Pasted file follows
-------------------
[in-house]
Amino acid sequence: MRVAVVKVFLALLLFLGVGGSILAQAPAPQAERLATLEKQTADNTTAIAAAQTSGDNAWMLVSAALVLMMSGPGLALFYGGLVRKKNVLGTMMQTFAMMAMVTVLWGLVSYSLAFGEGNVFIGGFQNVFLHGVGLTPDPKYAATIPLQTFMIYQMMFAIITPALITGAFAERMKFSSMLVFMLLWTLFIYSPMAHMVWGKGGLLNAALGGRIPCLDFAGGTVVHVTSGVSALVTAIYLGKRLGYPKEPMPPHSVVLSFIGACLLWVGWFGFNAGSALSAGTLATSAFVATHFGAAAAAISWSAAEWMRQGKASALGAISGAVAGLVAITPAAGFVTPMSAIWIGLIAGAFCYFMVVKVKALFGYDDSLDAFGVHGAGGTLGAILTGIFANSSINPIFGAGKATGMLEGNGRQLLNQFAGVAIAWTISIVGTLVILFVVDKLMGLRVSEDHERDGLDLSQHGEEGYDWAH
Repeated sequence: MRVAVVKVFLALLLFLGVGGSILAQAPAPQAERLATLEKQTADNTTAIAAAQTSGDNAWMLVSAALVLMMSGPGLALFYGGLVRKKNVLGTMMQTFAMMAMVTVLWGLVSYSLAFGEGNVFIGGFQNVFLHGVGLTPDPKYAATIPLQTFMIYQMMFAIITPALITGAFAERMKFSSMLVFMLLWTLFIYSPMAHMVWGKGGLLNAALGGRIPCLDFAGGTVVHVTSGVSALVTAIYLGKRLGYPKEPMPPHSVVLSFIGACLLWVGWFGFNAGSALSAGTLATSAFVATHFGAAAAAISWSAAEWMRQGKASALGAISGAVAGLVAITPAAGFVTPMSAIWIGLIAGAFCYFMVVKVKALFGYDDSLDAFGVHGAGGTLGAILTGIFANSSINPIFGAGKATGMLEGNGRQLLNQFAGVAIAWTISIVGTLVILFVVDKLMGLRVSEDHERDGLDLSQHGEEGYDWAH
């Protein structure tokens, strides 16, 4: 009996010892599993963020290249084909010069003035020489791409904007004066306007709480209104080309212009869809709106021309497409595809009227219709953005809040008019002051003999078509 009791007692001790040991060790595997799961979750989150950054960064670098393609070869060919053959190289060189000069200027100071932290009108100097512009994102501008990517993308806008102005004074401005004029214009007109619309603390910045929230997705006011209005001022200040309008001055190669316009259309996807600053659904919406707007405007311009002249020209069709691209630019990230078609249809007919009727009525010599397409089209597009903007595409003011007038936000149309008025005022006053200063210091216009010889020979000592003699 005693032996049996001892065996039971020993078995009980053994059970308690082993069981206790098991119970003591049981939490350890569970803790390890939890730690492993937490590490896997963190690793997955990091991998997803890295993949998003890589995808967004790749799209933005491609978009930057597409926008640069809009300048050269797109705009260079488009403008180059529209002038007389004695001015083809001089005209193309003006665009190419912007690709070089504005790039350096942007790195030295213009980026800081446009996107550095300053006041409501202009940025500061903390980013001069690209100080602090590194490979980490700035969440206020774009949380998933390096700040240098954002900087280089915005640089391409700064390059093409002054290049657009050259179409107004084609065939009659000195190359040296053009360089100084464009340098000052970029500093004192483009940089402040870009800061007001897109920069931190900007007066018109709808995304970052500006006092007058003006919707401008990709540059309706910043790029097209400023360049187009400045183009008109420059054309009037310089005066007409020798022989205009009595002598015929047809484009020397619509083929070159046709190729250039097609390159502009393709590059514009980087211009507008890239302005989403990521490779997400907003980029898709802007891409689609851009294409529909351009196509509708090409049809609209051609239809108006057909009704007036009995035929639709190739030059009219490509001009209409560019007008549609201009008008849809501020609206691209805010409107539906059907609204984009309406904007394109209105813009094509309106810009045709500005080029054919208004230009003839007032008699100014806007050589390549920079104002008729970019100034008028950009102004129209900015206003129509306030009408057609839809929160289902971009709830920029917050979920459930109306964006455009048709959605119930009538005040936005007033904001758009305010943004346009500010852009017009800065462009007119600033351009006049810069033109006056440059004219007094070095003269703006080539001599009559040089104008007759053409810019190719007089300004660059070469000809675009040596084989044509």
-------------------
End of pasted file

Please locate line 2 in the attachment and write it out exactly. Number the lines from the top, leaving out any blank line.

Amino acid sequence: MRVAVVKVFLALLLFLGVGGSILAQAPAPQAERLATLEKQTADNTTAIAAAQTSGDNAWMLVSAALVLMMSGPGLALFYGGLVRKKNVLGTMMQTFAMMAMVTVLWGLVSYSLAFGEGNVFIGGFQNVFLHGVGLTPDPKYAATIPLQTFMIYQMMFAIITPALITGAFAERMKFSSMLVFMLLWTLFIYSPMAHMVWGKGGLLNAALGGRIPCLDFAGGTVVHVTSGVSALVTAIYLGKRLGYPKEPMPPHSVVLSFIGACLLWVGWFGFNAGSALSAGTLATSAFVATHFGAAAAAISWSAAEWMRQGKASALGAISGAVAGLVAITPAAGFVTPMSAIWIGLIAGAFCYFMVVKVKALFGYDDSLDAFGVHGAGGTLGAILTGIFANSSINPIFGAGKATGMLEGNGRQLLNQFAGVAIAWTISIVGTLVILFVVDKLMGLRVSEDHERDGLDLSQHGEEGYDWAH